It's open! After a last-minute blessing from D.C.'s permit department, Daikaya Izakaya hurriedly got things ready for a soft opening last night. The restaurant, the second floor of the already-popular ramen shop downstairs, will open at its traditional time, 5 p.m., this evening.
From the specials written in Japanese calligraphy hanging from the bar to the Japanese beer crates stacked near the storage area, it's clear that every detail behind the upstairs izakaya is meant to be transporting. Brian Miller of Edit Lab at Streetsense traveled with partners Katsuya Fukushima, Yama Jewayni and Daisuke Utagawa to Japan to research the look and feel of the country's izakaya bar culture.
The restaurant is designed to feel comfortable and encourage people to linger, explained Miller. With 90 seats, it's actually pretty large by Japanese standards, so the designers made an effort to split up the space into smaller, more intimate nooks, using tools such as ropes around the booths. The restaurant is meant to have an eclectic, evolving feel, with lighting fixtures that don't necessarily match. That way if something is damaged, it can be replaced with something new, and the feel of the space isn't lost. Two Japanese food-themed mangas, Oishinbo and Drops of God, were used for the subtle design on the restaurant's wall.
Japanese fabrics cover one wall in a collage, and a friend of Jewayni did Japanese calligraphy signs of some of the menu's specialties. Those are hung behind the bar, interspersed with Japanese advertisements, to help create a realistic feel to the place. The dramatic outside facade also adds to the impact — it serves as a sort of screen, letting in only light and colors from the outside rather than a view of the Verizon Center's loading docks. That was a gamble on behalf of the landlord, Jewayni said, since it's such a major part of the actual building.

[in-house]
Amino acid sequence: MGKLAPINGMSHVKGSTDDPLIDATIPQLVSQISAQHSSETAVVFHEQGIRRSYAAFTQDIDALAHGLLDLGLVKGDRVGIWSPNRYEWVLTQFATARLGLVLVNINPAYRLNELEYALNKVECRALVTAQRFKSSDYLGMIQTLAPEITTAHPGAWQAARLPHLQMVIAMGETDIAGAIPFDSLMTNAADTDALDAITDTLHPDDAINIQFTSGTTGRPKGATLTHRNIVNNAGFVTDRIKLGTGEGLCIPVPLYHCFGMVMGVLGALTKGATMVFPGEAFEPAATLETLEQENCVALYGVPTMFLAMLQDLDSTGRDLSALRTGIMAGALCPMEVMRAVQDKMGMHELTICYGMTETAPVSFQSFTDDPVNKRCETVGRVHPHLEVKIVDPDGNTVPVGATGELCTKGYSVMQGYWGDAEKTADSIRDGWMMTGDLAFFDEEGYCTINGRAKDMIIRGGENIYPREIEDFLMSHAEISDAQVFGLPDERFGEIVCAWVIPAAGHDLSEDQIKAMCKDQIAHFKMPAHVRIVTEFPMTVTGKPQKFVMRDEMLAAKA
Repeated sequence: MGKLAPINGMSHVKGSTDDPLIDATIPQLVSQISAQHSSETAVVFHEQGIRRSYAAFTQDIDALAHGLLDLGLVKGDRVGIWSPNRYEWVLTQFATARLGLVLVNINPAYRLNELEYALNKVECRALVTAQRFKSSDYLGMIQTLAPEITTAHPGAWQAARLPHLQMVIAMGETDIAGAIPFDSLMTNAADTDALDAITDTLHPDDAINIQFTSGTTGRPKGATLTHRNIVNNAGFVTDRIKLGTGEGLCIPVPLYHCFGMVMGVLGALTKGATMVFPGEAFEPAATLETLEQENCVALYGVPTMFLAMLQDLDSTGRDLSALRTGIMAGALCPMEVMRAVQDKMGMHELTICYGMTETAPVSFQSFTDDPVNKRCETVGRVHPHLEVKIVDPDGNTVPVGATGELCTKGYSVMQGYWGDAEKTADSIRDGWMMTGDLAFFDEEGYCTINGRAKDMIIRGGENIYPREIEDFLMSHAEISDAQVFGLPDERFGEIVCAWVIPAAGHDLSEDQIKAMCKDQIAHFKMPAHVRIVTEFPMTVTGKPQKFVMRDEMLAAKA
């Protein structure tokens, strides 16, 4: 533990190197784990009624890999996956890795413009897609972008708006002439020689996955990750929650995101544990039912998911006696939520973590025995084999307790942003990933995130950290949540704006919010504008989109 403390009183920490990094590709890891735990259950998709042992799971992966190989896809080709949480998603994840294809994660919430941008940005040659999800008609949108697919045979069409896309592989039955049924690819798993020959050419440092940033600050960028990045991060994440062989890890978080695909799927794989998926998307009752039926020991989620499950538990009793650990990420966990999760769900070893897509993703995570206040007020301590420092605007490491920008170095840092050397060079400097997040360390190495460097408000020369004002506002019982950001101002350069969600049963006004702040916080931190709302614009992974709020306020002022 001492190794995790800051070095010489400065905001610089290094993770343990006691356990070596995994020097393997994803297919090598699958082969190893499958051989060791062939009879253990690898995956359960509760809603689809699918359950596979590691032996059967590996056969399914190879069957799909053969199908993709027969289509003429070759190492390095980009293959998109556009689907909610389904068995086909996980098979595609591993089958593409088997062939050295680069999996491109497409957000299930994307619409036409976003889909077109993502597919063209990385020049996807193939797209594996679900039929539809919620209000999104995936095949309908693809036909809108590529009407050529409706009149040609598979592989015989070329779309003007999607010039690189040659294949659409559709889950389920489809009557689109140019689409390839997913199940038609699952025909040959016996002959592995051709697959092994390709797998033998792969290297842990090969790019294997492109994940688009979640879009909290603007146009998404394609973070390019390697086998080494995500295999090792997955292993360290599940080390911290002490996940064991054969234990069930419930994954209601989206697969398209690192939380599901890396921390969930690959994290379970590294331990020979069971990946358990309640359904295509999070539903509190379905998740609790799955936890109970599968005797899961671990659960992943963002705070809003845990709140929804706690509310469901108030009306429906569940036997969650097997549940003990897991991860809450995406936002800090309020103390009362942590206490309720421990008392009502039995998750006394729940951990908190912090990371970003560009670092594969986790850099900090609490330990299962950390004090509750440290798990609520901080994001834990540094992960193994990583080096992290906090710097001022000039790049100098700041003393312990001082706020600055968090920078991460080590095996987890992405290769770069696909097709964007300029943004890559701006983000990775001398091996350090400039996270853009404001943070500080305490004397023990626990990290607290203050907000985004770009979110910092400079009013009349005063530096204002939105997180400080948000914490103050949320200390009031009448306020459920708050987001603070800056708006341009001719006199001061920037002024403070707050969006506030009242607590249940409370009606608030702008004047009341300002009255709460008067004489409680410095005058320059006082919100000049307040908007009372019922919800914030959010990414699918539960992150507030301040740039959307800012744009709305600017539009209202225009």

"Really, there's no such thing as the 'authentic' izakaya experience because everyone does their own thing," says Utagawa. Daikaya is trying to pay homage to very traditional dishes, while putting their own unique spin on them. A good example is the grilled oyster with sake. That's a very traditional dish, but add Fukushima's oyster salt, and it becomes a little bit different. Same thing with the shishito peppers, which get a unique touch from gouda. Diners will get introduced to Japanese dishes they may not be familiar with — such as a salmon sashimi called ruibe that's intentionally served frozen. Spicy cod roe spaghetti sounds like a dish Fukushima may have invented, but it's actually a tribute to a dish Utagawa remembers enjoying in Japan in the 1970s.
Want ramen? You'll have to stay downstairs. The two floors of the restaurant, which have separate entrances, do not share a menu. Those waiting in line for ramen, though, are encouraged to have a drink upstairs, and Utagawa doesn't think it will be unusual for customers of the izakaya to end a night of drinking with a bowl of ramen downstairs.
Daikaya wants to build a reputation for its selection of sake, shochu and Japanese whiskey. Bar director Eddie Kim is hoping to push for more varieties of Japanese whiskey to be imported into the U.S. Cocktails range from a spin on the gin rickey to the rye-based Of Hearth and Home. There's also a section of the drink menu that pays tribute to Fukushima's time spent at Minibar — it has a bit of a molecular gastronomy bent. A sake bomb features the sake spherified into a ball, and then dropped into a small beer glass. The restaurant has a significant wine list as well.
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